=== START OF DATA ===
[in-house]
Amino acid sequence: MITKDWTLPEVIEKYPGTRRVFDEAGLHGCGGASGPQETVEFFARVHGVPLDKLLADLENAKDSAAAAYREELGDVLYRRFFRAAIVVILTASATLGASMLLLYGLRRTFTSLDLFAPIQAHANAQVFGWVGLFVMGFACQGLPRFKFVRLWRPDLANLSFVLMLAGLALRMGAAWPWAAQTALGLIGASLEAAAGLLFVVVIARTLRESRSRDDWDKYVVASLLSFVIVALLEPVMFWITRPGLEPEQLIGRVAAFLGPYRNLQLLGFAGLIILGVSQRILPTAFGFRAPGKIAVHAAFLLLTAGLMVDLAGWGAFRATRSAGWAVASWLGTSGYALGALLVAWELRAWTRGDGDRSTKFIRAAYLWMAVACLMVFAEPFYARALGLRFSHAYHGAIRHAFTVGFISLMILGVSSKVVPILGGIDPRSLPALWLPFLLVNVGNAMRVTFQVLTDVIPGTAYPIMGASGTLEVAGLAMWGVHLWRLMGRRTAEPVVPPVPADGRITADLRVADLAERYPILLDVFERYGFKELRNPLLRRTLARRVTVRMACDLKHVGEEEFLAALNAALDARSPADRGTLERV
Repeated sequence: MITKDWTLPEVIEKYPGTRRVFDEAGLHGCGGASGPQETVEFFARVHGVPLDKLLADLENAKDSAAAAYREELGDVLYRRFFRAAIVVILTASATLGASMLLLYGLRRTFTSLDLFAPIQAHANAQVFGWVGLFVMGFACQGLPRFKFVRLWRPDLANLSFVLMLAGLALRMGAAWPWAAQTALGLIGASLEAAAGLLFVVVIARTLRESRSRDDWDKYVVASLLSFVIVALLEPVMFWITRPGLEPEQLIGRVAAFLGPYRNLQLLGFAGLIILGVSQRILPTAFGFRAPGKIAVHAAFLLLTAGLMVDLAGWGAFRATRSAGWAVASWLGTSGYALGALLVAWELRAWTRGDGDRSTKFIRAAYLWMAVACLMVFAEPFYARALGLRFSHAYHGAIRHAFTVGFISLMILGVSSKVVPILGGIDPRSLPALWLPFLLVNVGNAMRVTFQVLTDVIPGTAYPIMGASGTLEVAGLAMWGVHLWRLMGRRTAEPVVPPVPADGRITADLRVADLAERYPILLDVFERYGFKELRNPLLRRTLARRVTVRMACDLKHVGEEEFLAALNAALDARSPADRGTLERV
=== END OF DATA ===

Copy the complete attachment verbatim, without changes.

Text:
[in-house]
Amino acid sequence: MITKDWTLPEVIEKYPGTRRVFDEAGLHGCGGASGPQETVEFFARVHGVPLDKLLADLENAKDSAAAAYREELGDVLYRRFFRAAIVVILTASATLGASMLLLYGLRRTFTSLDLFAPIQAHANAQVFGWVGLFVMGFACQGLPRFKFVRLWRPDLANLSFVLMLAGLALRMGAAWPWAAQTALGLIGASLEAAAGLLFVVVIARTLRESRSRDDWDKYVVASLLSFVIVALLEPVMFWITRPGLEPEQLIGRVAAFLGPYRNLQLLGFAGLIILGVSQRILPTAFGFRAPGKIAVHAAFLLLTAGLMVDLAGWGAFRATRSAGWAVASWLGTSGYALGALLVAWELRAWTRGDGDRSTKFIRAAYLWMAVACLMVFAEPFYARALGLRFSHAYHGAIRHAFTVGFISLMILGVSSKVVPILGGIDPRSLPALWLPFLLVNVGNAMRVTFQVLTDVIPGTAYPIMGASGTLEVAGLAMWGVHLWRLMGRRTAEPVVPPVPADGRITADLRVADLAERYPILLDVFERYGFKELRNPLLRRTLARRVTVRMACDLKHVGEEEFLAALNAALDARSPADRGTLERV
Repeated sequence: MITKDWTLPEVIEKYPGTRRVFDEAGLHGCGGASGPQETVEFFARVHGVPLDKLLADLENAKDSAAAAYREELGDVLYRRFFRAAIVVILTASATLGASMLLLYGLRRTFTSLDLFAPIQAHANAQVFGWVGLFVMGFACQGLPRFKFVRLWRPDLANLSFVLMLAGLALRMGAAWPWAAQTALGLIGASLEAAAGLLFVVVIARTLRESRSRDDWDKYVVASLLSFVIVALLEPVMFWITRPGLEPEQLIGRVAAFLGPYRNLQLLGFAGLIILGVSQRILPTAFGFRAPGKIAVHAAFLLLTAGLMVDLAGWGAFRATRSAGWAVASWLGTSGYALGALLVAWELRAWTRGDGDRSTKFIRAAYLWMAVACLMVFAEPFYARALGLRFSHAYHGAIRHAFTVGFISLMILGVSSKVVPILGGIDPRSLPALWLPFLLVNVGNAMRVTFQVLTDVIPGTAYPIMGASGTLEVAGLAMWGVHLWRLMGRRTAEPVVPPVPADGRITADLRVADLAERYPILLDVFERYGFKELRNPLLRRTLARRVTVRMACDLKHVGEEEFLAALNAALDARSPADRGTLERV